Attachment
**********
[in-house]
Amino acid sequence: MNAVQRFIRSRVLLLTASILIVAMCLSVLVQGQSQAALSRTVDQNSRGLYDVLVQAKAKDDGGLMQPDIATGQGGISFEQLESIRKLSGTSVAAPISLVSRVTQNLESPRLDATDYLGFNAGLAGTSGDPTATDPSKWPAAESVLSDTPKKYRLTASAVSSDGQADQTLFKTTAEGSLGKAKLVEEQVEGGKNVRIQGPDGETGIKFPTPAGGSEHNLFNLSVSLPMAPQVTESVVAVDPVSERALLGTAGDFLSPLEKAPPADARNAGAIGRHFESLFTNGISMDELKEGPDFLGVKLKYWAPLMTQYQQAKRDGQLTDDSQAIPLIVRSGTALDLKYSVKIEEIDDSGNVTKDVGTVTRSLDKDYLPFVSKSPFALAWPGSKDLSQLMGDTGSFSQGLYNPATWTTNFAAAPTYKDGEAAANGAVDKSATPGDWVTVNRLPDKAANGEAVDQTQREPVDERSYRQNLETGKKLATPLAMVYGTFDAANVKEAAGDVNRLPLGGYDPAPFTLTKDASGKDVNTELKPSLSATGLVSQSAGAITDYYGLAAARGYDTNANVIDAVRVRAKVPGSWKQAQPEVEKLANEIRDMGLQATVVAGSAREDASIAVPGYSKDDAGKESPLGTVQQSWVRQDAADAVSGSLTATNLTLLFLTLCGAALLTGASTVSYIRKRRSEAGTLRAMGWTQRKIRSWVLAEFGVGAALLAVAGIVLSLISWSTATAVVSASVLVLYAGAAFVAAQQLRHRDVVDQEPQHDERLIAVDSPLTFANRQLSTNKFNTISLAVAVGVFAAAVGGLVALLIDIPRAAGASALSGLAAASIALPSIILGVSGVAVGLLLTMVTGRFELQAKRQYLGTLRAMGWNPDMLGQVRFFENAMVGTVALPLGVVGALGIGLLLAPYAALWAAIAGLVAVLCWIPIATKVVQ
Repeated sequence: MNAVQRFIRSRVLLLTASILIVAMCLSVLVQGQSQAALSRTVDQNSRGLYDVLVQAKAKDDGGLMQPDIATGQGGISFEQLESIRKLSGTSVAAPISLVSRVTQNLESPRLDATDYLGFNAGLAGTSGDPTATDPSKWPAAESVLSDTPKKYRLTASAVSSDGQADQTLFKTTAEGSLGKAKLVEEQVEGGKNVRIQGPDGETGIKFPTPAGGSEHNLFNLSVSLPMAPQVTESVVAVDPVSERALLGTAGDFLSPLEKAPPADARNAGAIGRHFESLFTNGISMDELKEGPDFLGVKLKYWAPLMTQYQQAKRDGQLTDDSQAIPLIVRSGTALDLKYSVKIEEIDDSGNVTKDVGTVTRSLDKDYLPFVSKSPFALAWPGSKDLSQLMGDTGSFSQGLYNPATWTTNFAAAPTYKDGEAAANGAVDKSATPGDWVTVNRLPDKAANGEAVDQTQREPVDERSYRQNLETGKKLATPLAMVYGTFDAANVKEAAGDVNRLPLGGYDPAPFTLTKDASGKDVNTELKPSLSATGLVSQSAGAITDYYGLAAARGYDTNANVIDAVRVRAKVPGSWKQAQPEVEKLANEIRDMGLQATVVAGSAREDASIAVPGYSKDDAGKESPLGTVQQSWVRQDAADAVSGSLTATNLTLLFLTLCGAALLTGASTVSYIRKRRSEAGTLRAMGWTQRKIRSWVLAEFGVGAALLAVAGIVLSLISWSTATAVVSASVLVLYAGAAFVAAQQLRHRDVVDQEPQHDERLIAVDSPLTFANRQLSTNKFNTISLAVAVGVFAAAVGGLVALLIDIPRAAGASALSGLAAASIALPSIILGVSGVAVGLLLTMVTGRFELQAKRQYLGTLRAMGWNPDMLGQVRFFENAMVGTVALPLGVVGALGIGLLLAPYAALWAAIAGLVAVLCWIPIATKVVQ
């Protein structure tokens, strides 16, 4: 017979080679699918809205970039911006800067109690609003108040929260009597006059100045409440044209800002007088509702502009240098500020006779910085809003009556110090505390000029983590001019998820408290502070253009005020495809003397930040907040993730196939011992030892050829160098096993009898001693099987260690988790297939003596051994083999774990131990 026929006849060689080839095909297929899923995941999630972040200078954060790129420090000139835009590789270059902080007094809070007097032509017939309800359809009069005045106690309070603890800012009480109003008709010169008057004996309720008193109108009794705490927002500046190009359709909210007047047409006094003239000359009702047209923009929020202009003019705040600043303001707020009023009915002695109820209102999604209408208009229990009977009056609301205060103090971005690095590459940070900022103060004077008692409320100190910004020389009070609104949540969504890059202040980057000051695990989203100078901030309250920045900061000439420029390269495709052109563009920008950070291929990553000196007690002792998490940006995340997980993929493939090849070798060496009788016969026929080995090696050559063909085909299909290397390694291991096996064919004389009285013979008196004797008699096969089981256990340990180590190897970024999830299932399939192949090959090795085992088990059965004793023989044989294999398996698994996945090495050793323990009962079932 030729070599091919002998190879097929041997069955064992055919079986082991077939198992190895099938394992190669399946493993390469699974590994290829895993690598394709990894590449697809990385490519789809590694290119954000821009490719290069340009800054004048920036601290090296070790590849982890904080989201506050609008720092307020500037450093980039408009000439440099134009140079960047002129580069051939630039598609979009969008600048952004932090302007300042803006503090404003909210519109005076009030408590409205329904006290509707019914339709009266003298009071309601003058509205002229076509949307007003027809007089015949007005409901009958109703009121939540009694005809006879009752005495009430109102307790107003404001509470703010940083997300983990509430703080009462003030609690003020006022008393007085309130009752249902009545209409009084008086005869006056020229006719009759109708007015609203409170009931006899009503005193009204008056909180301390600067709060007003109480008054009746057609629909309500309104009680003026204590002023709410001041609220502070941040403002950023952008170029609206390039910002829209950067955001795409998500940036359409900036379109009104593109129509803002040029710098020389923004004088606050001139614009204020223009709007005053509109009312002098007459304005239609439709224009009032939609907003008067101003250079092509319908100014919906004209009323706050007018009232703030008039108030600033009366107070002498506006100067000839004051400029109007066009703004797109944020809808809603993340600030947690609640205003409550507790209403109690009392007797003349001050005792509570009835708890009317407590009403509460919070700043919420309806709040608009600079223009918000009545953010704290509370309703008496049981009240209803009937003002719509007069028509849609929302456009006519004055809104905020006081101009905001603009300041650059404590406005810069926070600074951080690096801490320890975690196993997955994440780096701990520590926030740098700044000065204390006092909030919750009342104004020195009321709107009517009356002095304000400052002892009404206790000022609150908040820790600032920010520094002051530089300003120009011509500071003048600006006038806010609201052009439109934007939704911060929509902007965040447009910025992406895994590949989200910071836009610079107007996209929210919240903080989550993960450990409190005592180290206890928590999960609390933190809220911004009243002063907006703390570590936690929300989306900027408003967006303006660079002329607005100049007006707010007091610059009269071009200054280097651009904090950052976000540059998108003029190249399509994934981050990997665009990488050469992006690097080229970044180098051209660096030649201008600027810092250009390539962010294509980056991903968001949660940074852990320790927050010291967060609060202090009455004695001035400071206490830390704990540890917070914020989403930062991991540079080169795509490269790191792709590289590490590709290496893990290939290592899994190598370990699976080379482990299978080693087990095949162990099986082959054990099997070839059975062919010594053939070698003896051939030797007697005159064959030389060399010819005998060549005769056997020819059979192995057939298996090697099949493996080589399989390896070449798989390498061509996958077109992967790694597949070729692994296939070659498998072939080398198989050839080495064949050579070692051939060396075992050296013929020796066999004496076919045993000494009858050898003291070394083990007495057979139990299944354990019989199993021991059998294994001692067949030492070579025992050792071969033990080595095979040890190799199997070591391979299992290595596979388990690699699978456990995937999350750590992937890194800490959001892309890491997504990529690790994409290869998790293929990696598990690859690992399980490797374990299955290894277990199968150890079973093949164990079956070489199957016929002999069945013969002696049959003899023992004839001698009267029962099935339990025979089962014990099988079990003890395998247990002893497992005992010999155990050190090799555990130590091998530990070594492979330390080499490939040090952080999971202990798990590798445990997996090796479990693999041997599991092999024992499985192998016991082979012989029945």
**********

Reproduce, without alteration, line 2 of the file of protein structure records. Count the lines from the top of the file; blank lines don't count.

Amino acid sequence: MNAVQRFIRSRVLLLTASILIVAMCLSVLVQGQSQAALSRTVDQNSRGLYDVLVQAKAKDDGGLMQPDIATGQGGISFEQLESIRKLSGTSVAAPISLVSRVTQNLESPRLDATDYLGFNAGLAGTSGDPTATDPSKWPAAESVLSDTPKKYRLTASAVSSDGQADQTLFKTTAEGSLGKAKLVEEQVEGGKNVRIQGPDGETGIKFPTPAGGSEHNLFNLSVSLPMAPQVTESVVAVDPVSERALLGTAGDFLSPLEKAPPADARNAGAIGRHFESLFTNGISMDELKEGPDFLGVKLKYWAPLMTQYQQAKRDGQLTDDSQAIPLIVRSGTALDLKYSVKIEEIDDSGNVTKDVGTVTRSLDKDYLPFVSKSPFALAWPGSKDLSQLMGDTGSFSQGLYNPATWTTNFAAAPTYKDGEAAANGAVDKSATPGDWVTVNRLPDKAANGEAVDQTQREPVDERSYRQNLETGKKLATPLAMVYGTFDAANVKEAAGDVNRLPLGGYDPAPFTLTKDASGKDVNTELKPSLSATGLVSQSAGAITDYYGLAAARGYDTNANVIDAVRVRAKVPGSWKQAQPEVEKLANEIRDMGLQATVVAGSAREDASIAVPGYSKDDAGKESPLGTVQQSWVRQDAADAVSGSLTATNLTLLFLTLCGAALLTGASTVSYIRKRRSEAGTLRAMGWTQRKIRSWVLAEFGVGAALLAVAGIVLSLISWSTATAVVSASVLVLYAGAAFVAAQQLRHRDVVDQEPQHDERLIAVDSPLTFANRQLSTNKFNTISLAVAVGVFAAAVGGLVALLIDIPRAAGASALSGLAAASIALPSIILGVSGVAVGLLLTMVTGRFELQAKRQYLGTLRAMGWNPDMLGQVRFFENAMVGTVALPLGVVGALGIGLLLAPYAALWAAIAGLVAVLCWIPIATKVVQ